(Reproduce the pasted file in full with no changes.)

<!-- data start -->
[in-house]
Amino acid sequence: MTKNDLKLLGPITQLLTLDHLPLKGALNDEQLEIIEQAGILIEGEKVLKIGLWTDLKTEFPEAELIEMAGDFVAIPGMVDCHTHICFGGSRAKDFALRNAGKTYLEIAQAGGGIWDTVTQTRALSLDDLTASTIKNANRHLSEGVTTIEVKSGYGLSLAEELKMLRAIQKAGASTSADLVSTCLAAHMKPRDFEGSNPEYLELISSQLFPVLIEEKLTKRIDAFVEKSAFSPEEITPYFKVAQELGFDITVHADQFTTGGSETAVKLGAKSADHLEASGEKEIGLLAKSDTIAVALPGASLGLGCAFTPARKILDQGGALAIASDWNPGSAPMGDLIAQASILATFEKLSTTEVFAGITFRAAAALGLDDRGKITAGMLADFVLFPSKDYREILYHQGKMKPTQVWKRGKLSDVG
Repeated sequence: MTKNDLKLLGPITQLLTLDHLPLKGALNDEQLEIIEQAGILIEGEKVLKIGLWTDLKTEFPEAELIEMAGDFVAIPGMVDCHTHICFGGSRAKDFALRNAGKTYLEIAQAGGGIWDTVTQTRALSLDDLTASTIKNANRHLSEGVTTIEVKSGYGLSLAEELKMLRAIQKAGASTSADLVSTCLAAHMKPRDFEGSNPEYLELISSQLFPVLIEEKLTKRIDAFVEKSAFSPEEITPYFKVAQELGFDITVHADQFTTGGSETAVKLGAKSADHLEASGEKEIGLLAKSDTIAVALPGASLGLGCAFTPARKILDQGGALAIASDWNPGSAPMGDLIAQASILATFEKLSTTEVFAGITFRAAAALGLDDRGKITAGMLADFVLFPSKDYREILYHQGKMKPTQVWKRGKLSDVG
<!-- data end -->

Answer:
[in-house]
Amino acid sequence: MTKNDLKLLGPITQLLTLDHLPLKGALNDEQLEIIEQAGILIEGEKVLKIGLWTDLKTEFPEAELIEMAGDFVAIPGMVDCHTHICFGGSRAKDFALRNAGKTYLEIAQAGGGIWDTVTQTRALSLDDLTASTIKNANRHLSEGVTTIEVKSGYGLSLAEELKMLRAIQKAGASTSADLVSTCLAAHMKPRDFEGSNPEYLELISSQLFPVLIEEKLTKRIDAFVEKSAFSPEEITPYFKVAQELGFDITVHADQFTTGGSETAVKLGAKSADHLEASGEKEIGLLAKSDTIAVALPGASLGLGCAFTPARKILDQGGALAIASDWNPGSAPMGDLIAQASILATFEKLSTTEVFAGITFRAAAALGLDDRGKITAGMLADFVLFPSKDYREILYHQGKMKPTQVWKRGKLSDVG
Repeated sequence: MTKNDLKLLGPITQLLTLDHLPLKGALNDEQLEIIEQAGILIEGEKVLKIGLWTDLKTEFPEAELIEMAGDFVAIPGMVDCHTHICFGGSRAKDFALRNAGKTYLEIAQAGGGIWDTVTQTRALSLDDLTASTIKNANRHLSEGVTTIEVKSGYGLSLAEELKMLRAIQKAGASTSADLVSTCLAAHMKPRDFEGSNPEYLELISSQLFPVLIEEKLTKRIDAFVEKSAFSPEEITPYFKVAQELGFDITVHADQFTTGGSETAVKLGAKSADHLEASGEKEIGLLAKSDTIAVALPGASLGLGCAFTPARKILDQGGALAIASDWNPGSAPMGDLIAQASILATFEKLSTTEVFAGITFRAAAALGLDDRGKITAGMLADFVLFPSKDYREILYHQGKMKPTQVWKRGKLSDVG